It’s that time of the year again—and time for a tradition I’ve kept up on this blog ever since its inception. Time for a Christmas movie.
This time, wondering which film I should review, I came across this one, and it appealed to me at once, because I remembered Dickens’s classic story of an asocial and curmudgeonly miser whose life changes one Christmas. I had seen an animated version of A Christmas Carol ages ago on TV, I’d just read the novella that Dickens wrote to help tide him over during a hard spell when money was short. High time (and appropriate time) to watch the film.
A Christmas Carol begins on Christmas Eve in London. As crowds hustle and bustle through streets covered in snow, people rushing briskly about from one gaily decorated shop to another, a young man (Barry Mackay) goes sliding merrily down a little slope of snow. In the process, he makes friends with Tim Cratchitt ‘Tiny Tim’ (Terry Kilburn), who can’t indulge in such treats because he’s lame—and so Fred happily takes Tiny Tim on his shoulders and allows him a taste of the joy of sliding down a slope.
When I posted my review of Charade a couple of weeks back, I ended up being reminded of this film. Firstly, because Charade is referred to as ‘the best Hitchcock film Hitchcock didn’t direct’. Secondly, because in the comments, a couple of readers mentioned a film in a similar vein, the Gregory Peck-starrer, Arabesque. My mind did a quick jump ahead, and came up with this: Hitchcock + Peck = Spellbound.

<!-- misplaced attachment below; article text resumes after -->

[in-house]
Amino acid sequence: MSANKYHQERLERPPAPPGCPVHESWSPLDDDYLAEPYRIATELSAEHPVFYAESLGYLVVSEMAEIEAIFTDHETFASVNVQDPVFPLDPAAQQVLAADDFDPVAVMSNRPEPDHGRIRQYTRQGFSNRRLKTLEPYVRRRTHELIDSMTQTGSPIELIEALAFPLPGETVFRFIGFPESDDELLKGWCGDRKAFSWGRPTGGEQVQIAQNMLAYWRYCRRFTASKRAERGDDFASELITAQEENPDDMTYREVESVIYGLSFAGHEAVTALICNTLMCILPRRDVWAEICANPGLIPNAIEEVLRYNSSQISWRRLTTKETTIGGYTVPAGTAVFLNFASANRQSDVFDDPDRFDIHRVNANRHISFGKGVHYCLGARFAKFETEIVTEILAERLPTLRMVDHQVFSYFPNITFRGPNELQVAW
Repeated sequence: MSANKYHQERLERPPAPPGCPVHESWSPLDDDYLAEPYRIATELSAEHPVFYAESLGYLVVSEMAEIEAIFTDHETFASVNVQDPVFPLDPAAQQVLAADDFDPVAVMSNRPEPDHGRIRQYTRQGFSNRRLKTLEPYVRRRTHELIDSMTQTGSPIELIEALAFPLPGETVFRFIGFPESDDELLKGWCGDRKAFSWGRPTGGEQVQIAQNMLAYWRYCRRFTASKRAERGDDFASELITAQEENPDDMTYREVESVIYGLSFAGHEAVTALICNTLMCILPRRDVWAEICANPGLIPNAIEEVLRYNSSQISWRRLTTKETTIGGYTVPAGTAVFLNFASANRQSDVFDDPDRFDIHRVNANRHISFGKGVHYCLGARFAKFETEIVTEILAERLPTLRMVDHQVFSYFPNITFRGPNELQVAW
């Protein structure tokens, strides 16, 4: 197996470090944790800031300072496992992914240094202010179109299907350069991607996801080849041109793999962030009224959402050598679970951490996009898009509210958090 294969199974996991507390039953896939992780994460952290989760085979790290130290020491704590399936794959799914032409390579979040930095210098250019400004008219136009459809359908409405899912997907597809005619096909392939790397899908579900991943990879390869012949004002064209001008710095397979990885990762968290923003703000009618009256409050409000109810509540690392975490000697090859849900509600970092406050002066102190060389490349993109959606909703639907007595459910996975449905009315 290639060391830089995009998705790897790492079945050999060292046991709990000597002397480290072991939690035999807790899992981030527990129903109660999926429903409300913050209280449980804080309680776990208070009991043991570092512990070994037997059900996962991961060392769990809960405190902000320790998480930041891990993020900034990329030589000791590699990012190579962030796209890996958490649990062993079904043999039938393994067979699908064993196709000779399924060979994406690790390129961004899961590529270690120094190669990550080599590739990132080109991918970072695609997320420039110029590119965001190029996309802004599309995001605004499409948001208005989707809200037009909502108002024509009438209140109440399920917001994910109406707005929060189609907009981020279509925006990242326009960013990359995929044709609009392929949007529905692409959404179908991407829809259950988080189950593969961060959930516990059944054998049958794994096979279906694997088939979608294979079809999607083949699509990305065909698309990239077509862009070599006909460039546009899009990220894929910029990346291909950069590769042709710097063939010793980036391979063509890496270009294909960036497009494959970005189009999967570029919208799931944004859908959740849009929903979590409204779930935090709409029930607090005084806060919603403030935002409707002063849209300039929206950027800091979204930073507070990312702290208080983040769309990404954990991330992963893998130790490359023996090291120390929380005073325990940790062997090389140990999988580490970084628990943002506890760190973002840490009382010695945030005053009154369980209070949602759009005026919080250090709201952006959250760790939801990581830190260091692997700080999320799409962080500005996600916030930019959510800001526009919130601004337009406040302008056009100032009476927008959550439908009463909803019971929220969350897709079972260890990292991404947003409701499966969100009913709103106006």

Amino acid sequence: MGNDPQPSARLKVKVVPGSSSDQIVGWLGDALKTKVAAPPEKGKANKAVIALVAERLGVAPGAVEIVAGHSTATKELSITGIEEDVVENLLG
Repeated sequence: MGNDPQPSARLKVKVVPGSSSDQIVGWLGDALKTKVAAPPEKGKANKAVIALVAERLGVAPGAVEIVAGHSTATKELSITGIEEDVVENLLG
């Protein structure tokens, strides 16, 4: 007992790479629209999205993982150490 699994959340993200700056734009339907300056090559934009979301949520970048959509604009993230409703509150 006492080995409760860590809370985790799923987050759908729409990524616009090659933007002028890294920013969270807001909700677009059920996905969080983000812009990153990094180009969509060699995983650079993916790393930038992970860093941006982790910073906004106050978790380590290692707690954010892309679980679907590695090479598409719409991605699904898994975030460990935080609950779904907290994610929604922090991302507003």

And, as if fate itself had decreed it, I realised just as I was beginning to write this review, that today – August 29 – is the birth anniversary (and, oddly, death anniversary, too) of Spellbound’s leading lady, the lovely Ingrid Bergman. This was the day she was born in 1915, and this was the day she died, in 1982. Happy birthday, Ms Bergman – and RIP.